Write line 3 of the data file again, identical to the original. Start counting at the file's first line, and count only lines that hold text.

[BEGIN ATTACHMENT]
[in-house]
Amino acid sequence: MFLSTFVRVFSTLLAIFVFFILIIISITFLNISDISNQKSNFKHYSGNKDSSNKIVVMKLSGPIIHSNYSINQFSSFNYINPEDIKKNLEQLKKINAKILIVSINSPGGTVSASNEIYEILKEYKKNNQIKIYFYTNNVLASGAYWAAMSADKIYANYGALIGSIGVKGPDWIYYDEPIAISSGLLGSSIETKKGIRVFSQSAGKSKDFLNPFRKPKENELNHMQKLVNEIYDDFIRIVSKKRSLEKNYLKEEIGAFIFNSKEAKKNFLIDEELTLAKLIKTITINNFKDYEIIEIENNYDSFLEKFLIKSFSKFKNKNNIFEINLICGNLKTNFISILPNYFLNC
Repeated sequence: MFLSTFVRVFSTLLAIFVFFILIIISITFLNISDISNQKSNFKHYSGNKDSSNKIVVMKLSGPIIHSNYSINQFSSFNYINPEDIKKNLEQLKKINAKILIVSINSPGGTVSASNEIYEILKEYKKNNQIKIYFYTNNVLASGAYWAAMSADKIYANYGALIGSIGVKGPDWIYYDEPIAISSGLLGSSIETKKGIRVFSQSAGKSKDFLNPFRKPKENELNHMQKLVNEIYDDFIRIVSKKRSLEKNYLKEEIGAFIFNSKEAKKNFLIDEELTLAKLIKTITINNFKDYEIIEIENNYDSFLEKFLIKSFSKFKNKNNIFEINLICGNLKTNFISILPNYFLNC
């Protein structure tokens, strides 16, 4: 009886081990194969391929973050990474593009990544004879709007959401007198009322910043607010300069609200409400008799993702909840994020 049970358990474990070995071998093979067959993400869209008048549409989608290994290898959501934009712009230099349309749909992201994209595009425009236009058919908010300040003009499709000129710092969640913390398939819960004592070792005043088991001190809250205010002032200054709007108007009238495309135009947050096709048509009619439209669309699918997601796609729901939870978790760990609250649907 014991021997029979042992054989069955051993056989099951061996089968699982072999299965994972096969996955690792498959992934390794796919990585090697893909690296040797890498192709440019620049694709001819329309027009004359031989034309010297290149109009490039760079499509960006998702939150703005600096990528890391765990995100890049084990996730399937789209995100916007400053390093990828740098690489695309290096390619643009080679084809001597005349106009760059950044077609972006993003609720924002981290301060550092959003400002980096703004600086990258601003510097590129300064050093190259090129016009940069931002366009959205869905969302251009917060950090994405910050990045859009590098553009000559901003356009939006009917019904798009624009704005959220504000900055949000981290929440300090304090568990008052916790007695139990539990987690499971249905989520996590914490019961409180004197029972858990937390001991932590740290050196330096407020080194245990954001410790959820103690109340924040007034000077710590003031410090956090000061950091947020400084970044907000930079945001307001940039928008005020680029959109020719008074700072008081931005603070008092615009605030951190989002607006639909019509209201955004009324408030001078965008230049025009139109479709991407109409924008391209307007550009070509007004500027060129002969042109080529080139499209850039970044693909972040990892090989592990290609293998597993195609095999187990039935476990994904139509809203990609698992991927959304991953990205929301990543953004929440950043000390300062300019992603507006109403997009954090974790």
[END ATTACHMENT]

Repeated sequence: MFLSTFVRVFSTLLAIFVFFILIIISITFLNISDISNQKSNFKHYSGNKDSSNKIVVMKLSGPIIHSNYSINQFSSFNYINPEDIKKNLEQLKKINAKILIVSINSPGGTVSASNEIYEILKEYKKNNQIKIYFYTNNVLASGAYWAAMSADKIYANYGALIGSIGVKGPDWIYYDEPIAISSGLLGSSIETKKGIRVFSQSAGKSKDFLNPFRKPKENELNHMQKLVNEIYDDFIRIVSKKRSLEKNYLKEEIGAFIFNSKEAKKNFLIDEELTLAKLIKTITINNFKDYEIIEIENNYDSFLEKFLIKSFSKFKNKNNIFEINLICGNLKTNFISILPNYFLNC